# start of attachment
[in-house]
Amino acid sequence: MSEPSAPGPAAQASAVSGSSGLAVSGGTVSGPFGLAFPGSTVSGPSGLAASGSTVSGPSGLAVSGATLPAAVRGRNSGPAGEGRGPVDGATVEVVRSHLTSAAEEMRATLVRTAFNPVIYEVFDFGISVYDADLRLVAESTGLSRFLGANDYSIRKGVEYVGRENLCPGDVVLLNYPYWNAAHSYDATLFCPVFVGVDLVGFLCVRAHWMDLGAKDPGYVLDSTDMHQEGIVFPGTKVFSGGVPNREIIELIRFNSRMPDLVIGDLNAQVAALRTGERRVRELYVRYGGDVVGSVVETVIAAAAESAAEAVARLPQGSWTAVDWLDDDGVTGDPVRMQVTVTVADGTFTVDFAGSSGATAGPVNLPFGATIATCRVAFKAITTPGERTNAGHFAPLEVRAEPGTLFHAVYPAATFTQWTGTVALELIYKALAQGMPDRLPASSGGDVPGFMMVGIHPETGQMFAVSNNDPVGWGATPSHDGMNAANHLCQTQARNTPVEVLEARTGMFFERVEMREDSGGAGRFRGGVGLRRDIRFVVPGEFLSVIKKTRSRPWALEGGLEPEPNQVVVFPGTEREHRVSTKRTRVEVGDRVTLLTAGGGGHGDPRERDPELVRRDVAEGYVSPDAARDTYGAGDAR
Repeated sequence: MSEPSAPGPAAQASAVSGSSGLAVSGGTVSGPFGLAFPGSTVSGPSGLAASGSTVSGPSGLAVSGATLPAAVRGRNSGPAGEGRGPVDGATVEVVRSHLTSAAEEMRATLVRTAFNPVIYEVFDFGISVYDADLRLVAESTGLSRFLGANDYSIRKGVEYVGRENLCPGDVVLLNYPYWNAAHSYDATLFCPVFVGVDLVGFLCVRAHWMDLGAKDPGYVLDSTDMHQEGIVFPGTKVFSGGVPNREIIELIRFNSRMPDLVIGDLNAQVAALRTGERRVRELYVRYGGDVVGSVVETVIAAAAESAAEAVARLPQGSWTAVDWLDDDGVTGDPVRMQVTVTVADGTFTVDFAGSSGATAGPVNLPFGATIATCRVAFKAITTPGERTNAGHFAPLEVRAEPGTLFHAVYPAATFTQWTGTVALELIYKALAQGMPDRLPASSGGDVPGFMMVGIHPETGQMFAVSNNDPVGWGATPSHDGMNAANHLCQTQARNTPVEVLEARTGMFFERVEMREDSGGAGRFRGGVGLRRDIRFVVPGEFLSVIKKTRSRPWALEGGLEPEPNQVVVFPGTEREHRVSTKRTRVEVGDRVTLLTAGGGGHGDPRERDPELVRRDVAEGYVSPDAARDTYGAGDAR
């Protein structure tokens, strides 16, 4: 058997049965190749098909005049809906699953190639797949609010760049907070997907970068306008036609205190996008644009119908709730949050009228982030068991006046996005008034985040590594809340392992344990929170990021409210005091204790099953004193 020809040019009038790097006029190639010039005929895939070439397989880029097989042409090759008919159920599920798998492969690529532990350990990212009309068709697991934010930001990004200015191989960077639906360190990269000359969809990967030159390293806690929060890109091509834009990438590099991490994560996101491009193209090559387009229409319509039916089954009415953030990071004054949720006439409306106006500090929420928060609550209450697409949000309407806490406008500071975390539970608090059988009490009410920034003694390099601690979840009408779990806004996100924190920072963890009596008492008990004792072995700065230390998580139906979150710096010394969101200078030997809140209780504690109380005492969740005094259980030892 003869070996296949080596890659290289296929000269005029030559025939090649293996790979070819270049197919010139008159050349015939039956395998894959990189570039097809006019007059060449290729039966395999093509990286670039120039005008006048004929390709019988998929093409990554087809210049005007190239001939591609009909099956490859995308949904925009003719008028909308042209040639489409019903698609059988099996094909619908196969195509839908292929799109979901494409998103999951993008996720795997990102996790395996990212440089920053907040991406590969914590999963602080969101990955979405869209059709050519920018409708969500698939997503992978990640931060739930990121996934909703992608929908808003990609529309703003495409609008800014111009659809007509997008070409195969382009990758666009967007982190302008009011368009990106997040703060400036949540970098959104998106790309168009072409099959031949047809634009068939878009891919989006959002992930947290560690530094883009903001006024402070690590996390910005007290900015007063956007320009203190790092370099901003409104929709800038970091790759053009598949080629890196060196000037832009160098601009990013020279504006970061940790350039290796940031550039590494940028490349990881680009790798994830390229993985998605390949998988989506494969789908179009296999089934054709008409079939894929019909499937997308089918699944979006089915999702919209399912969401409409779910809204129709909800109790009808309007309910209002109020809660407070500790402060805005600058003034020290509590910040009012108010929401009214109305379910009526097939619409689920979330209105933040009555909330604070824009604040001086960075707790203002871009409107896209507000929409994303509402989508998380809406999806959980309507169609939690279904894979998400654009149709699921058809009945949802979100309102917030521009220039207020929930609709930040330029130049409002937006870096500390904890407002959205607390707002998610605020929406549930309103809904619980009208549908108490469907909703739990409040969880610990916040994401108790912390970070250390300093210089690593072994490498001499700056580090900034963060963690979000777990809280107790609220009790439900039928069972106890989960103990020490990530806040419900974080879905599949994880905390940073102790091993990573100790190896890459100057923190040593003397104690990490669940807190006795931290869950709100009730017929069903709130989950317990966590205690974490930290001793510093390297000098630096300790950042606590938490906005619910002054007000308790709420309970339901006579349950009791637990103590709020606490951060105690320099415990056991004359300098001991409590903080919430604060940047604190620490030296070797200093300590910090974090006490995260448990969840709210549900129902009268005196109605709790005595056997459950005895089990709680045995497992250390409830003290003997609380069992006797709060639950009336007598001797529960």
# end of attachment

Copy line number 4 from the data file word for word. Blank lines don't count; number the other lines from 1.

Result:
């Protein structure tokens, strides 16, 4: 058997049965190749098909005049809906699953190639797949609010760049907070997907970068306008036609205190996008644009119908709730949050009228982030068991006046996005008034985040590594809340392992344990929170990021409210005091204790099953004193 020809040019009038790097006029190639010039005929895939070439397989880029097989042409090759008919159920599920798998492969690529532990350990990212009309068709697991934010930001990004200015191989960077639906360190990269000359969809990967030159390293806690929060890109091509834009990438590099991490994560996101491009193209090559387009229409319509039916089954009415953030990071004054949720006439409306106006500090929420928060609550209450697409949000309407806490406008500071975390539970608090059988009490009410920034003694390099601690979840009408779990806004996100924190920072963890009596008492008990004792072995700065230390998580139906979150710096010394969101200078030997809140209780504690109380005492969740005094259980030892 003869070996296949080596890659290289296929000269005029030559025939090649293996790979070819270049197919010139008159050349015939039956395998894959990189570039097809006019007059060449290729039966395999093509990286670039120039005008006048004929390709019988998929093409990554087809210049005007190239001939591609009909099956490859995308949904925009003719008028909308042209040639489409019903698609059988099996094909619908196969195509839908292929799109979901494409998103999951993008996720795997990102996790395996990212440089920053907040991406590969914590999963602080969101990955979405869209059709050519920018409708969500698939997503992978990640931060739930990121996934909703992608929908808003990609529309703003495409609008800014111009659809007509997008070409195969382009990758666009967007982190302008009011368009990106997040703060400036949540970098959104998106790309168009072409099959031949047809634009068939878009891919989006959002992930947290560690530094883009903001006024402070690590996390910005007290900015007063956007320009203190790092370099901003409104929709800038970091790759053009598949080629890196060196000037832009160098601009990013020279504006970061940790350039290796940031550039590494940028490349990881680009790798994830390229993985998605390949998988989506494969789908179009296999089934054709008409079939894929019909499937997308089918699944979006089915999702919209399912969401409409779910809204129709909800109790009808309007309910209002109020809660407070500790402060805005600058003034020290509590910040009012108010929401009214109305379910009526097939619409689920979330209105933040009555909330604070824009604040001086960075707790203002871009409107896209507000929409994303509402989508998380809406999806959980309507169609939690279904894979998400654009149709699921058809009945949802979100309102917030521009220039207020929930609709930040330029130049409002937006870096500390904890407002959205607390707002998610605020929406549930309103809904619980009208549908108490469907909703739990409040969880610990916040994401108790912390970070250390300093210089690593072994490498001499700056580090900034963060963690979000777990809280107790609220009790439900039928069972106890989960103990020490990530806040419900974080879905599949994880905390940073102790091993990573100790190896890459100057923190040593003397104690990490669940807190006795931290869950709100009730017929069903709130989950317990966590205690974490930290001793510093390297000098630096300790950042606590938490906005619910002054007000308790709420309970339901006579349950009791637990103590709020606490951060105690320099415990056991004359300098001991409590903080919430604060940047604190620490030296070797200093300590910090974090006490995260448990969840709210549900129902009268005196109605709790005595056997459950005895089990709680045995497992250390409830003290003997609380069992006797709060639950009336007598001797529960």